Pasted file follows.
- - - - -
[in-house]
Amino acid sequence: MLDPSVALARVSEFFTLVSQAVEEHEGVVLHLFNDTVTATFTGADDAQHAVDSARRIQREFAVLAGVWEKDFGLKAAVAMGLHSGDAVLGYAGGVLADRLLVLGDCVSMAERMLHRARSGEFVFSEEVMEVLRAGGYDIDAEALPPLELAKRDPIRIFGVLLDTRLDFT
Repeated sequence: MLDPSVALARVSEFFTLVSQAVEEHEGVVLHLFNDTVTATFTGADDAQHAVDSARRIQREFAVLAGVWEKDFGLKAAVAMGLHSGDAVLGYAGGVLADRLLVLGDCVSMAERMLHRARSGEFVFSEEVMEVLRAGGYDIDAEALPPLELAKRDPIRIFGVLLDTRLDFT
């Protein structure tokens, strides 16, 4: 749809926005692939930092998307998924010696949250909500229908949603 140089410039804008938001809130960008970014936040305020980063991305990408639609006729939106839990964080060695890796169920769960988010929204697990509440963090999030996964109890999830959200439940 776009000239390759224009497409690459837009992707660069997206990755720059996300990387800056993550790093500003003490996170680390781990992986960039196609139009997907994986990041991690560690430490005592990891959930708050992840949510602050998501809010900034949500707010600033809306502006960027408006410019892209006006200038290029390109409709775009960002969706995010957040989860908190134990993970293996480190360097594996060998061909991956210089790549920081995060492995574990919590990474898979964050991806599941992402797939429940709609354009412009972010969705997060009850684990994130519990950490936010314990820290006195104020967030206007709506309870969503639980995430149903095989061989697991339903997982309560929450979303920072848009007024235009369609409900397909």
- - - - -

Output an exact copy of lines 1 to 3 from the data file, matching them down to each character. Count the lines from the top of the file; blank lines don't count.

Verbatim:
[in-house]
Amino acid sequence: MLDPSVALARVSEFFTLVSQAVEEHEGVVLHLFNDTVTATFTGADDAQHAVDSARRIQREFAVLAGVWEKDFGLKAAVAMGLHSGDAVLGYAGGVLADRLLVLGDCVSMAERMLHRARSGEFVFSEEVMEVLRAGGYDIDAEALPPLELAKRDPIRIFGVLLDTRLDFT
Repeated sequence: MLDPSVALARVSEFFTLVSQAVEEHEGVVLHLFNDTVTATFTGADDAQHAVDSARRIQREFAVLAGVWEKDFGLKAAVAMGLHSGDAVLGYAGGVLADRLLVLGDCVSMAERMLHRARSGEFVFSEEVMEVLRAGGYDIDAEALPPLELAKRDPIRIFGVLLDTRLDFT